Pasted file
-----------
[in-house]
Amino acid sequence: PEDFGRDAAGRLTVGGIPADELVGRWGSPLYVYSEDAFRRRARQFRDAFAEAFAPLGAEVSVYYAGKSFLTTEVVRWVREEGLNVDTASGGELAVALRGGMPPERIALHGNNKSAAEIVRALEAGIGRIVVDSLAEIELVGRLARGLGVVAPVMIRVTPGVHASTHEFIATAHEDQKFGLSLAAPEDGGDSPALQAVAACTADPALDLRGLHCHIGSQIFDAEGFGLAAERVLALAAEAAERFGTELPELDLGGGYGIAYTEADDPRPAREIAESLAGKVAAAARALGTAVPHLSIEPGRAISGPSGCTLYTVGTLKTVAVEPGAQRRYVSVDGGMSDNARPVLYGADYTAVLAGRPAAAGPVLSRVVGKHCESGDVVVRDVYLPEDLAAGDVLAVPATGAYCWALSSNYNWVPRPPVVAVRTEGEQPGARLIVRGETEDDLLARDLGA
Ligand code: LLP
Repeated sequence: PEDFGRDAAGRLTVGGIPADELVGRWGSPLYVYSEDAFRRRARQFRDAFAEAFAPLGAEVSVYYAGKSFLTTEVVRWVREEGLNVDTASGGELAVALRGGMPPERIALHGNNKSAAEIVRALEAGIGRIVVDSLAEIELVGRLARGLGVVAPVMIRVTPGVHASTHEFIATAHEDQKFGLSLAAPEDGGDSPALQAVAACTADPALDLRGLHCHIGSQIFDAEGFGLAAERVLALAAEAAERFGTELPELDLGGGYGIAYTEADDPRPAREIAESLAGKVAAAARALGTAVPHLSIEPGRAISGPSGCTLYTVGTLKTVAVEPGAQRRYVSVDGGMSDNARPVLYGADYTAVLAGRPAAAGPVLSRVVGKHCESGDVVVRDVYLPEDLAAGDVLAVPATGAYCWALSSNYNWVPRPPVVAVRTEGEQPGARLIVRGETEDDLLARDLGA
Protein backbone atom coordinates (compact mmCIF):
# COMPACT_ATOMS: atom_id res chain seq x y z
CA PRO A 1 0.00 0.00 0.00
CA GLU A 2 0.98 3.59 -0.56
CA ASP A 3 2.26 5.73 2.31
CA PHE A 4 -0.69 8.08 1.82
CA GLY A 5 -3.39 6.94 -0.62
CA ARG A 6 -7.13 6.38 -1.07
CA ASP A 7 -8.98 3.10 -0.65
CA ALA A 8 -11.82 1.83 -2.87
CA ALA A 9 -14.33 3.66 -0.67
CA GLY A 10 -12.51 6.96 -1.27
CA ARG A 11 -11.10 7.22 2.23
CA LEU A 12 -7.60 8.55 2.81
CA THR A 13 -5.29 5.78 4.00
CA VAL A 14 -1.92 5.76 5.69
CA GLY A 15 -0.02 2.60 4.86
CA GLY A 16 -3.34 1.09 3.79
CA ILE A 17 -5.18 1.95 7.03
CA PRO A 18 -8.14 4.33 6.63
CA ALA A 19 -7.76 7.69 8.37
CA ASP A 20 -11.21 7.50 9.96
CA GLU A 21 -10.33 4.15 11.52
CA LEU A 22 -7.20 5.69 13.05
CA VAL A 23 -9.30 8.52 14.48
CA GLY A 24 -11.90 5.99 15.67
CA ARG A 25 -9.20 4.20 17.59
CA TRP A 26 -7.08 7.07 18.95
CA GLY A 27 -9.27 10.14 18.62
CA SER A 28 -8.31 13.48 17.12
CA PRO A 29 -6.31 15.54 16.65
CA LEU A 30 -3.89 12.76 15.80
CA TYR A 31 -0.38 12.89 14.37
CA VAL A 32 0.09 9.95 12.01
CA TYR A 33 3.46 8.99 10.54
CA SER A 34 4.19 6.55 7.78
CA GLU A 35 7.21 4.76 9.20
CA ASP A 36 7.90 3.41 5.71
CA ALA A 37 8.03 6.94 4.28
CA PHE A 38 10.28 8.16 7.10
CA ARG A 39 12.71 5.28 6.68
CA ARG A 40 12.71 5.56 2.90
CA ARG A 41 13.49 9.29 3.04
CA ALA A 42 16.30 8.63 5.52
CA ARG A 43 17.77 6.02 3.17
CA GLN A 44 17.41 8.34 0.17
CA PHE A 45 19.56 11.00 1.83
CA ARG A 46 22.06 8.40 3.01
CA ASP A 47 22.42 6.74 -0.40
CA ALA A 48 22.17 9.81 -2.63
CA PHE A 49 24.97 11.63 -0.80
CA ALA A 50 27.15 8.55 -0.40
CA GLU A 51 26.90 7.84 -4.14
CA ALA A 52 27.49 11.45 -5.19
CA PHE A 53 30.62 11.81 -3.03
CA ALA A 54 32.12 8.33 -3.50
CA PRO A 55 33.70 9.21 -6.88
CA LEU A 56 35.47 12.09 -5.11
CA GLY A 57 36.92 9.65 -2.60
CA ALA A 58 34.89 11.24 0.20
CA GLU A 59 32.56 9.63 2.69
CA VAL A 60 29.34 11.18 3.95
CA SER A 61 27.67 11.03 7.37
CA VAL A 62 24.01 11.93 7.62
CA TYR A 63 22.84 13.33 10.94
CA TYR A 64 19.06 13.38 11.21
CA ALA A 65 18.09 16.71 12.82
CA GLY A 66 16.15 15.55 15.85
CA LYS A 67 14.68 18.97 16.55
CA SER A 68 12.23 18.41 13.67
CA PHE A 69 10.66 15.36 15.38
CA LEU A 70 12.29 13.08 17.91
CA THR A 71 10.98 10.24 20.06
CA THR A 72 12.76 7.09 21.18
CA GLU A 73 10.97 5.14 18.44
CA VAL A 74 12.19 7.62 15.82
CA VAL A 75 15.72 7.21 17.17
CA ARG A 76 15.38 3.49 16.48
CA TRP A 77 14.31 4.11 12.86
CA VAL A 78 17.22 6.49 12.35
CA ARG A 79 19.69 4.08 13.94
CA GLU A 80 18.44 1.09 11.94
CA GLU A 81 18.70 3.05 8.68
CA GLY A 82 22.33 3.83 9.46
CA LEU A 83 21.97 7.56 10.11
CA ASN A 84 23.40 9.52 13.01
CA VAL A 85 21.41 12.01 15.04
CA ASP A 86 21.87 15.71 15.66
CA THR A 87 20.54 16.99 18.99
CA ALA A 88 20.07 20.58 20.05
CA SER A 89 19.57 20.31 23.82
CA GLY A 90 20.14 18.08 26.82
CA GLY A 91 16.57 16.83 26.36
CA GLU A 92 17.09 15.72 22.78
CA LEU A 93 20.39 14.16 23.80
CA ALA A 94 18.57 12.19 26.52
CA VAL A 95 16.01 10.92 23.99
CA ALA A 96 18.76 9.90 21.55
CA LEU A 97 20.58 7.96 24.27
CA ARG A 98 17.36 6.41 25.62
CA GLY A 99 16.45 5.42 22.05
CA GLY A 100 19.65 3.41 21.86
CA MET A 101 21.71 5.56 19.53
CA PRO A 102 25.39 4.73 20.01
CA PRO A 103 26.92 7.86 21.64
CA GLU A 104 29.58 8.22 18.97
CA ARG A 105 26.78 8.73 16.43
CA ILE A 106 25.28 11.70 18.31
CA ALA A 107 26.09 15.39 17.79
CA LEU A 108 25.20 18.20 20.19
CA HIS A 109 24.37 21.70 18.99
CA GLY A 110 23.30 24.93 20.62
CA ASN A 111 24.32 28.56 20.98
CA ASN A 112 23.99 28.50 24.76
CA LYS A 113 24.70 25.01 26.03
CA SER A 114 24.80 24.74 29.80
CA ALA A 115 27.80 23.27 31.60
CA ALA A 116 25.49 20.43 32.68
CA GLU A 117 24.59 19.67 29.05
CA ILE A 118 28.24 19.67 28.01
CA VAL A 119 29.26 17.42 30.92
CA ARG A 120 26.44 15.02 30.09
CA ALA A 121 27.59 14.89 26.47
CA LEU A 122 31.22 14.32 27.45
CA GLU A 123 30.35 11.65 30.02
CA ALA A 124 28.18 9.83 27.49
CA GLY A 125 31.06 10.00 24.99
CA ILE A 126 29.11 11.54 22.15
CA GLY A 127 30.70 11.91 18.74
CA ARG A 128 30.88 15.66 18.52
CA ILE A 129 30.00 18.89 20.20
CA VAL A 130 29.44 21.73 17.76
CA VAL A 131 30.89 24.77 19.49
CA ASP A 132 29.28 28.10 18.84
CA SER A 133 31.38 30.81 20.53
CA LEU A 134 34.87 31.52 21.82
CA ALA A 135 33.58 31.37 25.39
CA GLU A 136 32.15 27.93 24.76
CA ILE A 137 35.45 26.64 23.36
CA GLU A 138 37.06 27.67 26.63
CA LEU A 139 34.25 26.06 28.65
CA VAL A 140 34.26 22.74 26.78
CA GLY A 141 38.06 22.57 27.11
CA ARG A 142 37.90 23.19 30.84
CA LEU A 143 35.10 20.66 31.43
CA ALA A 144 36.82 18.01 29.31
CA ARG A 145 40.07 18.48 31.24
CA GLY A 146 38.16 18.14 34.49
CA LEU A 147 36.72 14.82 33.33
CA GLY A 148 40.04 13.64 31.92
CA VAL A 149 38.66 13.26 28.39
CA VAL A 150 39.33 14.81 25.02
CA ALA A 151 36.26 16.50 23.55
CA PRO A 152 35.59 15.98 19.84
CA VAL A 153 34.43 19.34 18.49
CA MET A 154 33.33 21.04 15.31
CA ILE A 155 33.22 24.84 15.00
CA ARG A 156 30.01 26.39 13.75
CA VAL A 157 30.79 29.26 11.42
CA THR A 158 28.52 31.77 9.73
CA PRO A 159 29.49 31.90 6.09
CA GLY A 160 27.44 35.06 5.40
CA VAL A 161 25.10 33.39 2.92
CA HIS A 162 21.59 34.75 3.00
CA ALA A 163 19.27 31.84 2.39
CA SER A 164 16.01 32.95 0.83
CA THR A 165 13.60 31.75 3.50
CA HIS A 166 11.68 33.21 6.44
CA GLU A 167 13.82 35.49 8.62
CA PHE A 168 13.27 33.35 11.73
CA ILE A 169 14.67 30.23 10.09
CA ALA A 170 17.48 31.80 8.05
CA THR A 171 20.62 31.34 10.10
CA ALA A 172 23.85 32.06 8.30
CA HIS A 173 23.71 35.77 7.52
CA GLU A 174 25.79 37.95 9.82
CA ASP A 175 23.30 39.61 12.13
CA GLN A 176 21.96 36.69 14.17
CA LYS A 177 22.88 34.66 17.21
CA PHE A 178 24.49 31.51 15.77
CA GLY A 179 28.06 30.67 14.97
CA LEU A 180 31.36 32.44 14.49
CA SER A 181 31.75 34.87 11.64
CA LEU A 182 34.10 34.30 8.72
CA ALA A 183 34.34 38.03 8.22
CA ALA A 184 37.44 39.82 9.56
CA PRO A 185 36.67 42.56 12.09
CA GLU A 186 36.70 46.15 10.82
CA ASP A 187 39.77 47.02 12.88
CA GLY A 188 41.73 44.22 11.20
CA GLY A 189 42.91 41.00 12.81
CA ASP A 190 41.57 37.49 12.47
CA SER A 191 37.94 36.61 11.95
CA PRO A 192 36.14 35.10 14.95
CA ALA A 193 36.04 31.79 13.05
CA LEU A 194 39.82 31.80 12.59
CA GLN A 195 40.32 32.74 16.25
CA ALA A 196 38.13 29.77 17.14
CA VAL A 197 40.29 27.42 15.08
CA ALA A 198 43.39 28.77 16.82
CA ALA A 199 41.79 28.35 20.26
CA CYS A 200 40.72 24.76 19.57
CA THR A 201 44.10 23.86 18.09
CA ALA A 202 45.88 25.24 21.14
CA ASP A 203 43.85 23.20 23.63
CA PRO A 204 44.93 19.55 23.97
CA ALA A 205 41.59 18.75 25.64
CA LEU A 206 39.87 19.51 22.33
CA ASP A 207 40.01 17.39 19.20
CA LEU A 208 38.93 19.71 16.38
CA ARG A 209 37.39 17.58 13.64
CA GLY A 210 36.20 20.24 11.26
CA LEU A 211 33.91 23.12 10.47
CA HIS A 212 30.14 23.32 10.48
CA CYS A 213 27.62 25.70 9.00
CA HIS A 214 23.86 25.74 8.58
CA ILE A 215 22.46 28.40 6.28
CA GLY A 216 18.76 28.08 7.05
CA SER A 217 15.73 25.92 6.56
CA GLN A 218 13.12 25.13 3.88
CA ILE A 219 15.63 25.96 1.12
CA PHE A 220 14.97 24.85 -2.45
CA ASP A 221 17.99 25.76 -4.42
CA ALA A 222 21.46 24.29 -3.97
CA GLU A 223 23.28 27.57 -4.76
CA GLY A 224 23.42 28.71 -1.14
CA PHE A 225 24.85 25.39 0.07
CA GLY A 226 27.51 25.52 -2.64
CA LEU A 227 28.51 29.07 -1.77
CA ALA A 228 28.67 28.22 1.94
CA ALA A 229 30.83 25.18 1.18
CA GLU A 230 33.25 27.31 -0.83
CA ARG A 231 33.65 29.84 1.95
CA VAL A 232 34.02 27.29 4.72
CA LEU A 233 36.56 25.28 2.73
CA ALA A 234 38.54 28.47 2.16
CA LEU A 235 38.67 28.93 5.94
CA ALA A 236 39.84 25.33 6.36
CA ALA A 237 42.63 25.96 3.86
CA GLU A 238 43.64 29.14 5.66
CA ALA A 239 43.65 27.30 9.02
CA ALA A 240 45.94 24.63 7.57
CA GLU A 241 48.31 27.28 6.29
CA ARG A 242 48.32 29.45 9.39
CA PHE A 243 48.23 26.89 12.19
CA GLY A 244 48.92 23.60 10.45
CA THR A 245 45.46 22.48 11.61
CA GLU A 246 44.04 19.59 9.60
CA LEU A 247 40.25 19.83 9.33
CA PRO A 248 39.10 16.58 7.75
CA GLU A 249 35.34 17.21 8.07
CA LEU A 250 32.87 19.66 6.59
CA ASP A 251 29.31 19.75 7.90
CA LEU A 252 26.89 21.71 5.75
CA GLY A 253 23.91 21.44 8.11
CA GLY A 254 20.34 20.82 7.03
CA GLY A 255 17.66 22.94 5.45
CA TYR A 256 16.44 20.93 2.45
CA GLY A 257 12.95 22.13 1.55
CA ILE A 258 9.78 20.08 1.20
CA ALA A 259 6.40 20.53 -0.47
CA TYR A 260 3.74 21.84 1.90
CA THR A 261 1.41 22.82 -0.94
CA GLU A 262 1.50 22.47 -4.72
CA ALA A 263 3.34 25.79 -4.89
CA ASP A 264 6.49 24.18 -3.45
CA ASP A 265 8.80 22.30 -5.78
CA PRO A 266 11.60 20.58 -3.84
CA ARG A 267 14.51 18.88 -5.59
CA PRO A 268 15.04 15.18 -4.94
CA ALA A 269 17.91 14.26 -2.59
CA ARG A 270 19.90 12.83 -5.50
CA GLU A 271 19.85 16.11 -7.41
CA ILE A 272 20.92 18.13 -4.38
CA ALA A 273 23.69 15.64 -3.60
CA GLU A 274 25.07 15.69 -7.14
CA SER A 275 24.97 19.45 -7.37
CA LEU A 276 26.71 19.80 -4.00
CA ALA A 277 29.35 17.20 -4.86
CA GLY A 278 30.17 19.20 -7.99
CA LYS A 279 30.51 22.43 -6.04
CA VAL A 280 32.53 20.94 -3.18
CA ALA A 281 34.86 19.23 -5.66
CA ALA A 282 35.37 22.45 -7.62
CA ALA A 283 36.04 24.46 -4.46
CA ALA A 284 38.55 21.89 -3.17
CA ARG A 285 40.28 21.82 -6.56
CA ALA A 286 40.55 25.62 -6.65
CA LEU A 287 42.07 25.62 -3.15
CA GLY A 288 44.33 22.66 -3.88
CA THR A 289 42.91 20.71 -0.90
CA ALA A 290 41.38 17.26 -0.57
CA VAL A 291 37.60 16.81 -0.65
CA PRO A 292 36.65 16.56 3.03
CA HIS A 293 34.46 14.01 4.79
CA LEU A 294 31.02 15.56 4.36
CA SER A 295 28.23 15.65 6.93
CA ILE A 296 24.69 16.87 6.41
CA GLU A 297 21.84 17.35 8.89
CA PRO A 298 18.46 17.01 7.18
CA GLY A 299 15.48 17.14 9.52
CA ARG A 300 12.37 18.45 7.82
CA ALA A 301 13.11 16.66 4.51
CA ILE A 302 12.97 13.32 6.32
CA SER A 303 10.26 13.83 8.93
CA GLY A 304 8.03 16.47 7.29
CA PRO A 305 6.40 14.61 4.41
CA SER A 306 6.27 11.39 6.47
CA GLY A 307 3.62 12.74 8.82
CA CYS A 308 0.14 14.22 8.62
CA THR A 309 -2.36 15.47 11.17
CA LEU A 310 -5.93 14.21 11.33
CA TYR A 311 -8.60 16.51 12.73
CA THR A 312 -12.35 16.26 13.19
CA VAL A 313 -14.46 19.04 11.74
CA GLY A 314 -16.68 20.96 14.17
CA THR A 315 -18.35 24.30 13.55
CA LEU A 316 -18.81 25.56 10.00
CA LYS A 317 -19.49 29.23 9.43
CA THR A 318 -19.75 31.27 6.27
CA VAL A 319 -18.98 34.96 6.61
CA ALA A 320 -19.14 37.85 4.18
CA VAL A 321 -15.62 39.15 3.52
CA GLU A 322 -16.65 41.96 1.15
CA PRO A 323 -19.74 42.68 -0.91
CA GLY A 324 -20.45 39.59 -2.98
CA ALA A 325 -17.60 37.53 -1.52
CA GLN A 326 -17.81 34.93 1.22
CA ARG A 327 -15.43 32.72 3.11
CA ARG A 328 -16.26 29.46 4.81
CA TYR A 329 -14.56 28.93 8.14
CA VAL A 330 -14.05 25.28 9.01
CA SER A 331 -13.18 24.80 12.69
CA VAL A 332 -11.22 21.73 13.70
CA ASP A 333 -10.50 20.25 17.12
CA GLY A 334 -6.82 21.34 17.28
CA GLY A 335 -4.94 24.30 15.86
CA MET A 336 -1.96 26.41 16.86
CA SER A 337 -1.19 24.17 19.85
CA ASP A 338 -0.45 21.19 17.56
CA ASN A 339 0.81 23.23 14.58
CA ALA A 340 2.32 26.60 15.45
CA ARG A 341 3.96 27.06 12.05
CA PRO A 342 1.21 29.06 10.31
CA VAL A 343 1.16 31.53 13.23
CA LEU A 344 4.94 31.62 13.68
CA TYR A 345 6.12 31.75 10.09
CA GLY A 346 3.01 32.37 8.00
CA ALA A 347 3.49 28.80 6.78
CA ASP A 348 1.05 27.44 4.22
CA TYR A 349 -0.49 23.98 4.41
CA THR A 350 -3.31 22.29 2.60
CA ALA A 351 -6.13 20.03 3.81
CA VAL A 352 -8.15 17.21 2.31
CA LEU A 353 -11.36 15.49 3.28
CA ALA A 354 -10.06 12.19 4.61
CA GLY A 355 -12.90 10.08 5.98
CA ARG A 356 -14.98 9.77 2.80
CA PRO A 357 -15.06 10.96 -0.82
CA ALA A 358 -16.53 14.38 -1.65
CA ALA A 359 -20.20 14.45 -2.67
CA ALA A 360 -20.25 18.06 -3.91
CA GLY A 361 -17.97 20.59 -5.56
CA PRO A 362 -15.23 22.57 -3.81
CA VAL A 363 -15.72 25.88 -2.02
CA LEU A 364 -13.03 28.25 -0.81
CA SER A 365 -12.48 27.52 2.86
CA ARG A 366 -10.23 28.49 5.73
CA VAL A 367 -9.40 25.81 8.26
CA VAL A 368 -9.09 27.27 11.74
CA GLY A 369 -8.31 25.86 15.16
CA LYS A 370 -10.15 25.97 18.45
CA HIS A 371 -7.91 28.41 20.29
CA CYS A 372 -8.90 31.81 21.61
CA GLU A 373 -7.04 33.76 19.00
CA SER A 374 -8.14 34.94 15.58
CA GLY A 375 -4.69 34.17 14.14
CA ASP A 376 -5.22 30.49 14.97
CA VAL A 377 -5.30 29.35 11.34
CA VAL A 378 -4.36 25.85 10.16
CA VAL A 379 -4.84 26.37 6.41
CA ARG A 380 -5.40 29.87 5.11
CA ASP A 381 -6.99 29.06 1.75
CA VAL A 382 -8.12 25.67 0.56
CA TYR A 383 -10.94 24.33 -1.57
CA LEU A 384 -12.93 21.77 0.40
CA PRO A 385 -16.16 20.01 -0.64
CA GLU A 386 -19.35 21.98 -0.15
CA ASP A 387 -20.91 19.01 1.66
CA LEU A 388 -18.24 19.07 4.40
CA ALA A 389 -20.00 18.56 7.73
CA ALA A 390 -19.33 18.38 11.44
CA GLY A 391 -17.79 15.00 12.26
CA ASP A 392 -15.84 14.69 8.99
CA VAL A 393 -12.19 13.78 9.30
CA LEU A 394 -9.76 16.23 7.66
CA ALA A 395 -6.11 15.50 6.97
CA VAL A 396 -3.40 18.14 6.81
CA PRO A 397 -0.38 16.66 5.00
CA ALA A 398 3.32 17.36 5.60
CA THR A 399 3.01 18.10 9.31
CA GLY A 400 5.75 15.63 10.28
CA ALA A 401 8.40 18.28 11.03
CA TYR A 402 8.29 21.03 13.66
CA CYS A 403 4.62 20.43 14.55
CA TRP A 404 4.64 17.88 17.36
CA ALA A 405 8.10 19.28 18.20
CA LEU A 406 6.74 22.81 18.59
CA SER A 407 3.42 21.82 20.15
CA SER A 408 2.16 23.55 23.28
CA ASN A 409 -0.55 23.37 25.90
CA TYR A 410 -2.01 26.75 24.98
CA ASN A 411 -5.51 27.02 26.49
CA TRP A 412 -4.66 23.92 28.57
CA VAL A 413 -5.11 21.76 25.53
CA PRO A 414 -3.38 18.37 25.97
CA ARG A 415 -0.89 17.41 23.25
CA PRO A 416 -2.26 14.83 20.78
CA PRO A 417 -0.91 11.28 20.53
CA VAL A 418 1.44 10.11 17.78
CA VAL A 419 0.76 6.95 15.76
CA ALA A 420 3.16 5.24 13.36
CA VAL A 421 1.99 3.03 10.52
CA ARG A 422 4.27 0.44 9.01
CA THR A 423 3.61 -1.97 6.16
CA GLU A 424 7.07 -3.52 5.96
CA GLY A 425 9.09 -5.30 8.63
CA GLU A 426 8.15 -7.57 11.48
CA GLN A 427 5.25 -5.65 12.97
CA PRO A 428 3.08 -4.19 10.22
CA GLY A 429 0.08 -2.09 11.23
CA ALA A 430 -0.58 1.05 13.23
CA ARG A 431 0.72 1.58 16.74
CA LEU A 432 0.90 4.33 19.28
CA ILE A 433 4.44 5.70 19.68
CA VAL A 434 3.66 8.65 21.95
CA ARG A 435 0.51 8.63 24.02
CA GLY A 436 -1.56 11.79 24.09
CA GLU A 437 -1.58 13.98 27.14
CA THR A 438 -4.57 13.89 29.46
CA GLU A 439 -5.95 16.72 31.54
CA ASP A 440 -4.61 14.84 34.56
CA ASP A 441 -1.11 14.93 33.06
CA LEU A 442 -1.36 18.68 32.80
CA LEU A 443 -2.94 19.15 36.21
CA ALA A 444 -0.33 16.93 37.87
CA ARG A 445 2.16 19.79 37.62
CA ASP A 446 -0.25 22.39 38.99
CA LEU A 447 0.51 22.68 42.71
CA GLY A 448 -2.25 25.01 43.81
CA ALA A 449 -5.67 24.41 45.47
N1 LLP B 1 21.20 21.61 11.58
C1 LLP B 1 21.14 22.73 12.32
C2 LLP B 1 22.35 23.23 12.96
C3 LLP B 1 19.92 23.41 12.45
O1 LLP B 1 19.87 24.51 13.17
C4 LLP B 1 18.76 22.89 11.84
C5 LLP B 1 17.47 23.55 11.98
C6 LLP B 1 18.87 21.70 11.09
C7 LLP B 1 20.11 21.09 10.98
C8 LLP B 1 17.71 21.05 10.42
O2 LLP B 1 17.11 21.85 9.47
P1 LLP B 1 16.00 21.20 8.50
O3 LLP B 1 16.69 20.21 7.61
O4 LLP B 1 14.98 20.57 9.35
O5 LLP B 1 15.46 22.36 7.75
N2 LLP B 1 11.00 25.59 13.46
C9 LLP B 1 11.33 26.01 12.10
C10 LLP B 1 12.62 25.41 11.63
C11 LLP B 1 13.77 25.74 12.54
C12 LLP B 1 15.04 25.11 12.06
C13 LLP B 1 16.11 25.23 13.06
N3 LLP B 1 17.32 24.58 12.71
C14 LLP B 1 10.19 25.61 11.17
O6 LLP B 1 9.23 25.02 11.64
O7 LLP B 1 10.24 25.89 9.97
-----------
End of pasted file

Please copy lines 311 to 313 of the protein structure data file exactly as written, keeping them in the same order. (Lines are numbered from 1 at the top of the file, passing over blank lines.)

CA PRO A 305 6.40 14.61 4.41
CA SER A 306 6.27 11.39 6.47
CA GLY A 307 3.62 12.74 8.82